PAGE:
2009 April 13
Explanation: Just fix your camera to a tripod and you too can make an image of graceful trails traced by the stars as planet Earth rotates on its axis. Making a time lapse video like that shown above may require more effort, though. Made on 2006 October 13 from Mauna Kea, Hawaii, USA, this video nicely captured what you might see of the night sky if you could keep your brain from changing your perceived visual image about every hundredth of a second. Starting from a dark sky and point-like stars, the video demonstrates how stars appear to move over the night as the world turns. Near the centre of the developing bull's-eye pattern is Polaris, the North Star. Visible in the left foreground is the 3.7-metre aperture Canada-France-Hawaii Telescope (CFHT). The red glow that illuminated the CFHT dome near the beginning of the film was created by a car leaving the volcanic summit. The Moon rose about half way through the video and created a white glow that gradually illuminated most of the CFHT dome. The above remarkable time-lapse video was constructed from about 1,000 consecutive frames taken with a digital camera over nearly nine hours.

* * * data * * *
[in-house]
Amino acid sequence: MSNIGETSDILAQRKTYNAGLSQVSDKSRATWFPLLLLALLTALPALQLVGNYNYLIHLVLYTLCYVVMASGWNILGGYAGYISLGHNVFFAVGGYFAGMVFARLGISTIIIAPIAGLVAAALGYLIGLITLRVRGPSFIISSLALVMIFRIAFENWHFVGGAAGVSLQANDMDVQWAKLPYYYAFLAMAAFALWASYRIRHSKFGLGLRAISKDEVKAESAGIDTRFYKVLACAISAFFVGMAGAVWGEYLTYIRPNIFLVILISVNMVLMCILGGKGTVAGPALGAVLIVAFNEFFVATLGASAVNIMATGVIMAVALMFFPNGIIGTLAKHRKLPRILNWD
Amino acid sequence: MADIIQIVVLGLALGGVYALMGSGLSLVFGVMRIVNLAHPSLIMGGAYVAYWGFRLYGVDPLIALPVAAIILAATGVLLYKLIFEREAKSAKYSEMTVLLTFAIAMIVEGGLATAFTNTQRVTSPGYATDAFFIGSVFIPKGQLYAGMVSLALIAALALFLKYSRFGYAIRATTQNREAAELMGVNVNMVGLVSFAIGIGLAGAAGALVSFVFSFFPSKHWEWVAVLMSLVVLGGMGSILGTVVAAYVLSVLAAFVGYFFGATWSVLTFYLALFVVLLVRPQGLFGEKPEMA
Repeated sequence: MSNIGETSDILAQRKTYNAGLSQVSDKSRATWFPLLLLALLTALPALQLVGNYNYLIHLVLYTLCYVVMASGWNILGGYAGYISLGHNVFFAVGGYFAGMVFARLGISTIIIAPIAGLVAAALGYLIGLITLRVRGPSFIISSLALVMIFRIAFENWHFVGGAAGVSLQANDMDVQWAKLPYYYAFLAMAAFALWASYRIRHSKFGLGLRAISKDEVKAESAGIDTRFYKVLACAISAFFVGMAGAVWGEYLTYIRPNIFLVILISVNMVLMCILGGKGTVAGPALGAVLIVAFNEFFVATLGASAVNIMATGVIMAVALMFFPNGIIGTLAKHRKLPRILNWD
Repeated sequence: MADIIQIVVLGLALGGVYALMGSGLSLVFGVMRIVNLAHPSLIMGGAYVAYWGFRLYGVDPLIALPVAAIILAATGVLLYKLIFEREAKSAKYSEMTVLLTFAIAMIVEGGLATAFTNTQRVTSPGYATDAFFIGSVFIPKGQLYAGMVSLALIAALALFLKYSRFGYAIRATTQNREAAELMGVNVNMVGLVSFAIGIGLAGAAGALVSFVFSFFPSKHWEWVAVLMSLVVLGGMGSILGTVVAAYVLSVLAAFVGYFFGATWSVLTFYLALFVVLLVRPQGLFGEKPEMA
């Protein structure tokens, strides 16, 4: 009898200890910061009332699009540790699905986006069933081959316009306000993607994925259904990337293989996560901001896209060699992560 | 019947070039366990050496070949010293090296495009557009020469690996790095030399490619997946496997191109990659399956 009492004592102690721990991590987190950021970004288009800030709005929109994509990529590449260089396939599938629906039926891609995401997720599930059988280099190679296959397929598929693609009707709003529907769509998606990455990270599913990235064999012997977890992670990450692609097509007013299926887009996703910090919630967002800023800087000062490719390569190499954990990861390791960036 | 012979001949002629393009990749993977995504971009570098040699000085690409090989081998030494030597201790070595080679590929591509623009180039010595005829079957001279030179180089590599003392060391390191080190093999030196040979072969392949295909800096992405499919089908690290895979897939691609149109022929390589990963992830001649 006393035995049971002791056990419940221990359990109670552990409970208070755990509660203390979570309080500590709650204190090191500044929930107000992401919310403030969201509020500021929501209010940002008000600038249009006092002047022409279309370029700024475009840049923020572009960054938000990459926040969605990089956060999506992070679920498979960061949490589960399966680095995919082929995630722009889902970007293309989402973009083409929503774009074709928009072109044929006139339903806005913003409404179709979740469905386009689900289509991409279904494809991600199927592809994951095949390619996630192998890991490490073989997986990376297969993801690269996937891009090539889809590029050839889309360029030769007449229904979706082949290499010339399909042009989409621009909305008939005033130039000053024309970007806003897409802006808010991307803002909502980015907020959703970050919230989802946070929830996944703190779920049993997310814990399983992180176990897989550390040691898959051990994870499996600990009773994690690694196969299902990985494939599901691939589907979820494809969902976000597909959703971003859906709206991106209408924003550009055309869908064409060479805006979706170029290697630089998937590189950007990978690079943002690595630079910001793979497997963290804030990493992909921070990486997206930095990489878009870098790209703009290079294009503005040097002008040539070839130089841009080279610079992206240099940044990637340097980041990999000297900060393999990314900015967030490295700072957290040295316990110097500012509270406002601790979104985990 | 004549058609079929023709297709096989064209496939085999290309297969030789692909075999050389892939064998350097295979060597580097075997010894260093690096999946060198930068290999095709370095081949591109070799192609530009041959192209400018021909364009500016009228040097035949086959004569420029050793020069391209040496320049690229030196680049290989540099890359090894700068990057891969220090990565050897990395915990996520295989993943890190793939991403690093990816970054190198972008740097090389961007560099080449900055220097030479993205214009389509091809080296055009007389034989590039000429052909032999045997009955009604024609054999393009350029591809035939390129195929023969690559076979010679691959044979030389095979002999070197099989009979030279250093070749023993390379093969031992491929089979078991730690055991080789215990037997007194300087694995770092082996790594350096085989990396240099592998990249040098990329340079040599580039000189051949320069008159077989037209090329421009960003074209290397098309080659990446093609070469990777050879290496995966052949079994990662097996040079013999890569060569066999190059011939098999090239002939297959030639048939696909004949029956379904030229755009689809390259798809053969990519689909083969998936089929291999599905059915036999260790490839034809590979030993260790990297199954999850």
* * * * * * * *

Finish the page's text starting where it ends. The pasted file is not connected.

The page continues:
Authors & editors:
Jerry Bonnell (UMCP)
NASA Official: Phillip Newman Specific rights apply.
A service of: ASD at NASA / GSFC
& Michigan Tech. U.